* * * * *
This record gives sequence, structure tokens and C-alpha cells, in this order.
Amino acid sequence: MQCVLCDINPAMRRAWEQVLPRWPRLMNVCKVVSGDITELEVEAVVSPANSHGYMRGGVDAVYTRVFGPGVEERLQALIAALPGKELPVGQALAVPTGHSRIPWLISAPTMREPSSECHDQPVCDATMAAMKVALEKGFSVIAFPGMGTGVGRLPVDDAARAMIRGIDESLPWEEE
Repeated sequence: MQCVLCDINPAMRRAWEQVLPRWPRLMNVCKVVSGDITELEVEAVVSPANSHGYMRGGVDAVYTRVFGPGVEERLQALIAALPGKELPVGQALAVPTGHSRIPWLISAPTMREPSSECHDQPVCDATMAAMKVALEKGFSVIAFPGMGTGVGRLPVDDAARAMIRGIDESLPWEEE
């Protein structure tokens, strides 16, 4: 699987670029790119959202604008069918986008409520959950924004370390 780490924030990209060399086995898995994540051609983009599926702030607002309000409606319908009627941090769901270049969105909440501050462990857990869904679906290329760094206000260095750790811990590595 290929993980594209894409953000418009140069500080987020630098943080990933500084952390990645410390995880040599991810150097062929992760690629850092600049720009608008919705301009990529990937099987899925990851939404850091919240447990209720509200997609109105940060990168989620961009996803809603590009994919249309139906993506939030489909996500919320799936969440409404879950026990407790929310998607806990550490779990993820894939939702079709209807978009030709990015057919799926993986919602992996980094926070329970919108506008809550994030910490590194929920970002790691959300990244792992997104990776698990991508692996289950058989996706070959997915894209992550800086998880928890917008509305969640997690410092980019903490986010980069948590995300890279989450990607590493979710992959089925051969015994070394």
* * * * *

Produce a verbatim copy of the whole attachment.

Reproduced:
This record gives sequence, structure tokens and C-alpha cells, in this order.
Amino acid sequence: MQCVLCDINPAMRRAWEQVLPRWPRLMNVCKVVSGDITELEVEAVVSPANSHGYMRGGVDAVYTRVFGPGVEERLQALIAALPGKELPVGQALAVPTGHSRIPWLISAPTMREPSSECHDQPVCDATMAAMKVALEKGFSVIAFPGMGTGVGRLPVDDAARAMIRGIDESLPWEEE
Repeated sequence: MQCVLCDINPAMRRAWEQVLPRWPRLMNVCKVVSGDITELEVEAVVSPANSHGYMRGGVDAVYTRVFGPGVEERLQALIAALPGKELPVGQALAVPTGHSRIPWLISAPTMREPSSECHDQPVCDATMAAMKVALEKGFSVIAFPGMGTGVGRLPVDDAARAMIRGIDESLPWEEE
């Protein structure tokens, strides 16, 4: 699987670029790119959202604008069918986008409520959950924004370390 780490924030990209060399086995898995994540051609983009599926702030607002309000409606319908009627941090769901270049969105909440501050462990857990869904679906290329760094206000260095750790811990590595 290929993980594209894409953000418009140069500080987020630098943080990933500084952390990645410390995880040599991810150097062929992760690629850092600049720009608008919705301009990529990937099987899925990851939404850091919240447990209720509200997609109105940060990168989620961009996803809603590009994919249309139906993506939030489909996500919320799936969440409404879950026990407790929310998607806990550490779990993820894939939702079709209807978009030709990015057919799926993986919602992996980094926070329970919108506008809550994030910490590194929920970002790691959300990244792992997104990776698990991508692996289950058989996706070959997915894209992550800086998880928890917008509305969640997690410092980019903490986010980069948590995300890279989450990607590493979710992959089925051969015994070394």